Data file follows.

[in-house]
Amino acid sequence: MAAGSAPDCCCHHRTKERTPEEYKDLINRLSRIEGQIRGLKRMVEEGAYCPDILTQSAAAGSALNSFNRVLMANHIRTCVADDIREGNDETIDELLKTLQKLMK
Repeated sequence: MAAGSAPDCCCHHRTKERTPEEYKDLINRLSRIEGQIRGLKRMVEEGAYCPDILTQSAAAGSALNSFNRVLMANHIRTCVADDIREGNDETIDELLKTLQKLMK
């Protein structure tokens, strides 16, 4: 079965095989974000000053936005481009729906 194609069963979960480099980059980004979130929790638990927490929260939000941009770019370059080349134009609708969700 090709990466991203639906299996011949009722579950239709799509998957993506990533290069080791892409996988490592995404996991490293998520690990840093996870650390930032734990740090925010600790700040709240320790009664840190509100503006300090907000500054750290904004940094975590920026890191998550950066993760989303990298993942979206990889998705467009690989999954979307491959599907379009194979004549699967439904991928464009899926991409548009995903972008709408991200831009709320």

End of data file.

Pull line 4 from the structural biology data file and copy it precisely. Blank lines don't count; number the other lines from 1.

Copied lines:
């Protein structure tokens, strides 16, 4: 079965095989974000000053936005481009729906 194609069963979960480099980059980004979130929790638990927490929260939000941009770019370059080349134009609708969700 090709990466991203639906299996011949009722579950239709799509998957993506990533290069080791892409996988490592995404996991490293998520690990840093996870650390930032734990740090925010600790700040709240320790009664840190509100503006300090907000500054750290904004940094975590920026890191998550950066993760989303990298993942979206990889998705467009690989999954979307491959599907379009194979004549699967439904991928464009899926991409548009995903972008709408991200831009709320």